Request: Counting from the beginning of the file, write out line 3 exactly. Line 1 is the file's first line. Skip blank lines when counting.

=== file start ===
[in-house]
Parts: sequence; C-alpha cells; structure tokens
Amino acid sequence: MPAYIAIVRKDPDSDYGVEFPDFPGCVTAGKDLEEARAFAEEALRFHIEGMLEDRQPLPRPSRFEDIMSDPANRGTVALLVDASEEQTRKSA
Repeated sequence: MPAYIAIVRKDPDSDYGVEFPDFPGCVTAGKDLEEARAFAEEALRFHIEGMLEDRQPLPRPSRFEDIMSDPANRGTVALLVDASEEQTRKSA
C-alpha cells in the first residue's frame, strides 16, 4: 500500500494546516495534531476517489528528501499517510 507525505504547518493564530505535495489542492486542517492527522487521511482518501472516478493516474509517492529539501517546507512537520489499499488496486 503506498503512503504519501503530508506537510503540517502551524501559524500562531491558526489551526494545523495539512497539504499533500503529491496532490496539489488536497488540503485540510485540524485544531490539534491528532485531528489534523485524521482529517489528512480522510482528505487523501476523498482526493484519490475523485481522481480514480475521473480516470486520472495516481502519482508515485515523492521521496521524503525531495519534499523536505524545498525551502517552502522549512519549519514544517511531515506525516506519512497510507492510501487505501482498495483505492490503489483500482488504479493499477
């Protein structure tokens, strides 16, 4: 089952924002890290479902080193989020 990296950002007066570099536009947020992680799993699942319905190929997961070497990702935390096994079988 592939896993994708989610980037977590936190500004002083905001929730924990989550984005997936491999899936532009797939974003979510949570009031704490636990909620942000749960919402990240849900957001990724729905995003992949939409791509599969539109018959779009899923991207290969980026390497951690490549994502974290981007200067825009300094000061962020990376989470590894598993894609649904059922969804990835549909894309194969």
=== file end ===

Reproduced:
Amino acid sequence: MPAYIAIVRKDPDSDYGVEFPDFPGCVTAGKDLEEARAFAEEALRFHIEGMLEDRQPLPRPSRFEDIMSDPANRGTVALLVDASEEQTRKSA